The Role of the Individual in the Community

Subject: Sociology
Pages: 2
Words: 609
Reading time:
3 min
Study level: Master

Individual and Appearance of a Group

The term “individual” refers to a single person while community refers to a group of individuals who develop communications and other forms of interaction. A community is mainly structured in a specific way due to the actions and interactions of various individuals. Communities are enablers of achieving greater goals that cannot be attained by individuals alone. Every person within a community has a role to play, regardless of how little their contribution is (Atkinson et al. 2019). The assignment of roles within the society is the essence of ensuring that common goals are achieved, and progress attained. Belonging to a community is a goal humans strive to attain to feel like they belong. Individuals crave safety from other humans that are not part of their community by forming their group. The individual being the basic unit of a group is a reflection of a community.

The leadership of a community is decided by individuals, and the kind of people elected in the office are a reflection of individual community member’s values and beliefs. People rarely change their patterns of electing leaders and leaders are similar during every cycle. Communities that regularly elect mediocre leaders into office every election cycle are likely to be composed of many mediocre individuals (Aers 2019). Individuals within a community anticipate certain benefits from the group in exchange for the attainment of the various responsibilities assigned to them. Individuals expect the community to defend them should they encounter threats to their wellbeing. They also anticipate the communities to answer their call for help should they need material or financial aid.

The Role and Power of Individuals within a Group

Individuals determine the continued existence of groups through their diverse actions. Communities made up of individuals who understand that collective needs and goals precede personal targets are more stable (Atkinson et al. 2019). Societies comprised of selfish and corrupt individuals keen on personal gain are more likely to collapse and lose members. This is especially true for community leaderships that are composed of individuals with unique responsibilities to the group. The conduct of these individuals is essential to the longevity of groups and the continued achievement of common goals. Communities vary in their make-up, from formal arrangements to informal ones, and so do their members. Communities include schools and classes made up of students and their educators, nations made up of citizens, and neighborhoods with residents.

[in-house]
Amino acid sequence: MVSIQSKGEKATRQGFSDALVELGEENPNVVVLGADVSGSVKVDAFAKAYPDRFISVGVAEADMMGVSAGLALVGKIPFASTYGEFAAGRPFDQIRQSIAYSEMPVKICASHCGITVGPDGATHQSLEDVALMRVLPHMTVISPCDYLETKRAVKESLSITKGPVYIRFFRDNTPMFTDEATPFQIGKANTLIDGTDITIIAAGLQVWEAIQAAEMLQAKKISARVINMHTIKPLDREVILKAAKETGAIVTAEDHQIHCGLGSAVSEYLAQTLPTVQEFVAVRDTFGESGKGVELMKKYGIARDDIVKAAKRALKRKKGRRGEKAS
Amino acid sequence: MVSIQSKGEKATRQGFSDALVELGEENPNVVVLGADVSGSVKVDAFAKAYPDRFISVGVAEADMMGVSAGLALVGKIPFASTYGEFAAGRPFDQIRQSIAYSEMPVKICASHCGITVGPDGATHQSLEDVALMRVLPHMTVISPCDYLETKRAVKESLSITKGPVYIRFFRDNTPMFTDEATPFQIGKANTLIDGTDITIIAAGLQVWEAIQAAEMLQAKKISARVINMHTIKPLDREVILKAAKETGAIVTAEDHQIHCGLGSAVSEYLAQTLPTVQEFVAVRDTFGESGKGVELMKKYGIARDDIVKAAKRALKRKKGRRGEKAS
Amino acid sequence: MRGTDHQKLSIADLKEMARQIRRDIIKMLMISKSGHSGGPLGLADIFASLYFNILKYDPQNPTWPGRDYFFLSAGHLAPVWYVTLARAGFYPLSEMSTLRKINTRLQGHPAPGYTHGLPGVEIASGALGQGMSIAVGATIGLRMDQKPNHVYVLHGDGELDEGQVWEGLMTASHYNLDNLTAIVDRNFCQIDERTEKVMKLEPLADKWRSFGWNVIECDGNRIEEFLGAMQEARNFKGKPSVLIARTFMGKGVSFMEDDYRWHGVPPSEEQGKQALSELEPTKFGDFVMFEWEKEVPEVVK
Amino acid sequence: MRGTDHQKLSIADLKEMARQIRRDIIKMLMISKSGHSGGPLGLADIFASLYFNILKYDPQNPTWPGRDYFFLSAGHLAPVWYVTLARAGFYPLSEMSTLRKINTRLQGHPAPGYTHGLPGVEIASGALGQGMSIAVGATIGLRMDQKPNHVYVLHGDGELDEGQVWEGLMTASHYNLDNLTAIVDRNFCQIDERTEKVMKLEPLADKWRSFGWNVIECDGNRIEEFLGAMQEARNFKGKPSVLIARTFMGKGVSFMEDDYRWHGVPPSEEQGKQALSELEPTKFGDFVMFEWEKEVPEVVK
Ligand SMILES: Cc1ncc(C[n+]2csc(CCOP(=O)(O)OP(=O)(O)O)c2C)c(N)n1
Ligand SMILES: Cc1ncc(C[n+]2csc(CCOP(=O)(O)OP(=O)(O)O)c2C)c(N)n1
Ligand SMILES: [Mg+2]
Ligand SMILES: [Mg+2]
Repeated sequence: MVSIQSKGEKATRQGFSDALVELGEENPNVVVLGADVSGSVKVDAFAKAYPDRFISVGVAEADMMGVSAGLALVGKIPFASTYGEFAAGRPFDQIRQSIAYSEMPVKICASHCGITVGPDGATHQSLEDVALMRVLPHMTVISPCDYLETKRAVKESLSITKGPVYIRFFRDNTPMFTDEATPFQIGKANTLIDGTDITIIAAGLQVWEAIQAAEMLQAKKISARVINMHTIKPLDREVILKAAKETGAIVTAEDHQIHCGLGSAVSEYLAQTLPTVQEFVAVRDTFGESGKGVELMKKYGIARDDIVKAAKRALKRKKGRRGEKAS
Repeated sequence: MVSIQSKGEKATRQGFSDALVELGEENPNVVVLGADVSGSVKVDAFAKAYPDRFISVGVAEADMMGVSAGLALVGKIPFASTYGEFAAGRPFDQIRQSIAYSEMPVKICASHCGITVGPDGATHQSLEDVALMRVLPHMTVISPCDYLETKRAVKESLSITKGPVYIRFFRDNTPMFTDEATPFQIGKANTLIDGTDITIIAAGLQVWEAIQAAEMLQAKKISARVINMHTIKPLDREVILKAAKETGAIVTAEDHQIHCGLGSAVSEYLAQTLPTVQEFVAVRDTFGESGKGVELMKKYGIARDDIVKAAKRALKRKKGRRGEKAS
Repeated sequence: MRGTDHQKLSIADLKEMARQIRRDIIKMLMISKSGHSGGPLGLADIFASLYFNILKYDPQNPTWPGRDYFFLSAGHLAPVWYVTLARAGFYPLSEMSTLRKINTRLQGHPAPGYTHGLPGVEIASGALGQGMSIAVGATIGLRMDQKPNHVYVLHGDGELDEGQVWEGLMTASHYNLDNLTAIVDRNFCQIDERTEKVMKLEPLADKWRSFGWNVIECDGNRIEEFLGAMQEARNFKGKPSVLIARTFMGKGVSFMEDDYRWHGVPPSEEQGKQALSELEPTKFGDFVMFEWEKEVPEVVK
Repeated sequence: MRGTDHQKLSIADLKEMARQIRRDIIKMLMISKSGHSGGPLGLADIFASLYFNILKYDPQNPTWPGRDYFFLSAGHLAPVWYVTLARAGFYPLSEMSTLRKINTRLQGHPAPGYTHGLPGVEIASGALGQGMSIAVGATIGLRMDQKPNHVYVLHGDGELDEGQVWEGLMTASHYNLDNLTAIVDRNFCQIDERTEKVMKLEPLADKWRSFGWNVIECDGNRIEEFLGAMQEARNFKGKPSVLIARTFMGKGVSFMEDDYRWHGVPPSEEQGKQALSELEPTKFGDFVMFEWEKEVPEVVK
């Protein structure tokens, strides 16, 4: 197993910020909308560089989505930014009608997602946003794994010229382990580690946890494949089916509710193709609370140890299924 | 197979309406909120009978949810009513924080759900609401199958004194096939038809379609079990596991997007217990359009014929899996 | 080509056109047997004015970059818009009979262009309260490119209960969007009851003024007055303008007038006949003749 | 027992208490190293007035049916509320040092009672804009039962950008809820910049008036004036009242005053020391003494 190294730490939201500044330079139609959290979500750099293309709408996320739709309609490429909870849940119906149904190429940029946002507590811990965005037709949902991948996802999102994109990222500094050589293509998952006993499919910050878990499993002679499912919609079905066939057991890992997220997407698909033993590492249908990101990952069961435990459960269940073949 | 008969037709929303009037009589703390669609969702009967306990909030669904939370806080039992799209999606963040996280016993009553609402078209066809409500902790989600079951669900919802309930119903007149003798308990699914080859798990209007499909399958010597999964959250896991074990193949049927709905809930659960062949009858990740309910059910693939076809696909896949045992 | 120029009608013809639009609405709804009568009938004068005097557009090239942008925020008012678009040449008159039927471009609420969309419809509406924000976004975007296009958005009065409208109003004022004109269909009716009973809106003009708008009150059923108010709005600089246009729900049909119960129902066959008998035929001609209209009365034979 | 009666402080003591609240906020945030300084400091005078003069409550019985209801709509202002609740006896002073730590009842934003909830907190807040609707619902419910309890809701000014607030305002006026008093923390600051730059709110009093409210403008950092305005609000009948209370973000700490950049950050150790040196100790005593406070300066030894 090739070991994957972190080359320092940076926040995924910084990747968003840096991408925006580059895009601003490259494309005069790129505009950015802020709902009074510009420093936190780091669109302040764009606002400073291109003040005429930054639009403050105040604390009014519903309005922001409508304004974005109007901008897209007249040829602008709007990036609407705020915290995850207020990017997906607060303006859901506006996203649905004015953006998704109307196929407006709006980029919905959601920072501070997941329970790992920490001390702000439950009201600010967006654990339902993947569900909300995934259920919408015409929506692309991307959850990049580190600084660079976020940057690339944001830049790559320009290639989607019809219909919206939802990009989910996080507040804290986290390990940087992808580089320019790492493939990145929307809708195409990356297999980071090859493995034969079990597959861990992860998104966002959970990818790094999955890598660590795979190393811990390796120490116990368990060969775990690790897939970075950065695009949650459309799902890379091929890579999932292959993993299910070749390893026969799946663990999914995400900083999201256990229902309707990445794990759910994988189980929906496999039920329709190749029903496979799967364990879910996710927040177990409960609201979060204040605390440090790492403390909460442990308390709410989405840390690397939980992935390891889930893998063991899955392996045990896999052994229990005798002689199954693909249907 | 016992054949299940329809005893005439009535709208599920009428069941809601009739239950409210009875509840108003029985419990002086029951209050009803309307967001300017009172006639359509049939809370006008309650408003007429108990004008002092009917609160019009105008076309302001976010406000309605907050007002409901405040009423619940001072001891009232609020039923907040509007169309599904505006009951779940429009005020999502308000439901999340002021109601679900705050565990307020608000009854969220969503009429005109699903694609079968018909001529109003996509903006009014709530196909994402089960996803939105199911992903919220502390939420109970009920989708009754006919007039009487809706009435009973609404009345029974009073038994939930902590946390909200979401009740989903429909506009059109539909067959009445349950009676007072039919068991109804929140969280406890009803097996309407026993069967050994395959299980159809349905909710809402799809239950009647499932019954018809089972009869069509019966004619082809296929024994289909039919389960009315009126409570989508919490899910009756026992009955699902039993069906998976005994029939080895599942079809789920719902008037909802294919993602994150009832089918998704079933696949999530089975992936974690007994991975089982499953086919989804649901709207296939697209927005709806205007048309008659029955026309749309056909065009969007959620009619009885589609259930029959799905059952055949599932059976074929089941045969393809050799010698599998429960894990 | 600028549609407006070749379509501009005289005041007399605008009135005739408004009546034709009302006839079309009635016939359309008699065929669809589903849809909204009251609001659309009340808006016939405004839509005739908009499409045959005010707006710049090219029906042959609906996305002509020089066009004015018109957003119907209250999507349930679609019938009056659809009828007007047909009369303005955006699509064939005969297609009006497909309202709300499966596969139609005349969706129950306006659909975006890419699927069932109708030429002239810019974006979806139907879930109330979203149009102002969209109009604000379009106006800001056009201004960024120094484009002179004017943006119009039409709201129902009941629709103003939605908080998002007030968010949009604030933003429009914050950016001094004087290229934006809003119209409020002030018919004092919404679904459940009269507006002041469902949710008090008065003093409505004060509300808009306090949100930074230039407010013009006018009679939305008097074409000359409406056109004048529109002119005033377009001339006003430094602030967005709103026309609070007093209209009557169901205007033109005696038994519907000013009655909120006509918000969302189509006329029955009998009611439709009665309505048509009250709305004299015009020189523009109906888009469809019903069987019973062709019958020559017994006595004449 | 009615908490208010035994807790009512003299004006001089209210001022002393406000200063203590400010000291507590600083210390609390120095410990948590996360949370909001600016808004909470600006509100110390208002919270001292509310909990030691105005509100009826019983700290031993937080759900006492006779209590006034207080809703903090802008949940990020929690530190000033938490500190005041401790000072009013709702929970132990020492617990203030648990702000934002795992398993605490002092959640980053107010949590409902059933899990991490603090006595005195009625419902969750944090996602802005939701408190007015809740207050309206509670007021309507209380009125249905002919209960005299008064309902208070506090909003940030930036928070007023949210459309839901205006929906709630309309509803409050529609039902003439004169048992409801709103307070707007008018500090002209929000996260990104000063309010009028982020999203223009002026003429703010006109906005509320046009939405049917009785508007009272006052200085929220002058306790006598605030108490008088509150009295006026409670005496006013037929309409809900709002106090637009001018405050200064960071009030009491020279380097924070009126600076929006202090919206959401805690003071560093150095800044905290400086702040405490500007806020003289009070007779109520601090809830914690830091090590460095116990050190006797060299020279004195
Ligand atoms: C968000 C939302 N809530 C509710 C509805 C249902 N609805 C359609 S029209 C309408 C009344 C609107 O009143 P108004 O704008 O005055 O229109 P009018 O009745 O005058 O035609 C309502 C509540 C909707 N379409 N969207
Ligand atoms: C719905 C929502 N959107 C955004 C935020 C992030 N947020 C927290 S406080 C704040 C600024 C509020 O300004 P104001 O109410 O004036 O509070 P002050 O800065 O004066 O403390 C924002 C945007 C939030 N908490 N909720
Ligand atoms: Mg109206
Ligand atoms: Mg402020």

The individual is essential to a community, and deficiencies do exist within a group when one leaves. This does not, however, imply that a single individual can destroy a community by their exit. Groups can always replace the role an individual plays with other individuals already within the group or from outside. The essence of a community is having a group strong enough to withstand and prosper even after individuals abandon common goals. Informal groups such as a collection of a single sport’s enthusiast also comprise a community.

Communities demonstrate the human urge to belong to a group and the shortcomings in an individual’s abilities to exist by themselves. This proves that no single human is self-sufficient, and the need for external help will always be present (Gil et al. 2018). The power individuals have to influence community actions depend on group dynamics and individual qualities. Some communities such as nations have been in existence for centuries and cemented their power effectively. Extremely gifted and talented individuals may, however, have the capacity to transform such communities when they put exceptional work into their craft. They, however, cannot change community systems by themselves without the aid of some community members who agree with their ideals.


Aers, David. 2019. Community, gender, and individual identity: English writing 1360-1430. London: Routledge.

Atkinson, Sarah, Anne-Marie Bagnall, Rhiannon Corcoran, Jane South, and Sarah Curtis. 2019. “Being well together: individual subjective and community wellbeing.” Journal of Happiness Studies 21 (5).

Gil, Michael A., Andrew M. Hein, Orr Spiegel, Marissa L. Baskett, and Andrew Sih. 2018. “Social information links individual behavior to population and community dynamics.” Trends in Ecology & Evolution 33 (7): 535–48.